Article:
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A recently filed product liability lawsuit alleges the Paragard IUD is prone to break during removal, resulting in severe and potentially devastating injuries; a risk which was not adequately disclosed to women considering the long-acting birth control implant.
Pamela Russ filed the complaint (PDF) last month in the U.S. District Court for the Northern District of Ohio, indicating one of the arms of a Paragard IUD broke off inside her body, which doctors were unable to retrieve during subsequent surgeries.
Paragard is an intrauterine device (IUD), which is designed to provide protection against pregnancy that last for up to ten years. The t-shaped plastic frame is wrapped in copper coils and placed into the uterus to produce an inflammatory reaction that prevents a woman from becoming pregnant. However, according to marketing information provided by the manufacturer, the device is supposed to be easily removable, allowing women to conceive in the future.
Russ indicates she decided to have a Paragard IUD implanted in May 2020, believing it was a safe and effective form of birth control. However, when she went to have the device retrieved in December 2018, the Paragard IUD broke during removal and only had one arm and the stem intact. Several days later, doctors made another attempt to remove the broken arm of the Paragard implant, but failed.
The lawsuit alleges a defective and unreasonably dangerous design make the Paragard IUD prone to break, often resulting in the need for women to undergo additional surgeries or procedures to remove fragments, or a total hysterectomy that impacts their ability to have children in the future. However, information about the risk was withheld by the manufacturer for years.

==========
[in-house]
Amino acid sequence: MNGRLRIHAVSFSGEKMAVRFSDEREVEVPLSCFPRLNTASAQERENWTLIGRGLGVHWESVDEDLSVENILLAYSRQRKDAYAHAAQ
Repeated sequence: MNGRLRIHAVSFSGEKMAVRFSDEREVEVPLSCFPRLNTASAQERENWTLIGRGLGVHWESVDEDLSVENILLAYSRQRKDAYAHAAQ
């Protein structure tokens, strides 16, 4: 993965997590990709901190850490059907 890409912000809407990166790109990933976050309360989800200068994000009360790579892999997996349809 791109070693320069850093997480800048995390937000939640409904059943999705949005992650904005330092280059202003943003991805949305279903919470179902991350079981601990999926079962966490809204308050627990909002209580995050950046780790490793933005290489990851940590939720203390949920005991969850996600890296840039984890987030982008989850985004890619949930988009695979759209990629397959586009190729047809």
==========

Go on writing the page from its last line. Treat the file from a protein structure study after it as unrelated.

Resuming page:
“Prior to her procedures, Plaintiff and her doctors were provided with no warning from the Defendants of the risk of ParaGard IUD failure and injury, nor were Plaintiff and her doctors provided with adequate warning of the risk of removal of ParaGard IUD,” Russ’s lawsuit states. “This information was known or knowable to the Defendants.”
Given similar questions of fact and law raised in ParaGard lawsuits filed throughout the federal court system, the U.S. Judicial Panel on Multidistrict Litigation (JPML) determined last month that the cases will all be centralized before U.S. District Judge Leigh Martin May in the Northern District of Georgia, for coordinated discovery and pretrial proceedings.
As part of the management of the litigation, it is expected Judge May will establish a “bellwether” process, where a small group of representative claims will be prepared for early trial dates to help gauge how juries may respond to certain evidence and testimony that will be presented throughout other cases.
While the outcome for these early trials would not be binding on other plaintiffs, they may facilitate ParaGard IUD settlements. which would avoid the need for dozens, or possibly hundreds, of additional trials to be scheduled throughout the federal court system.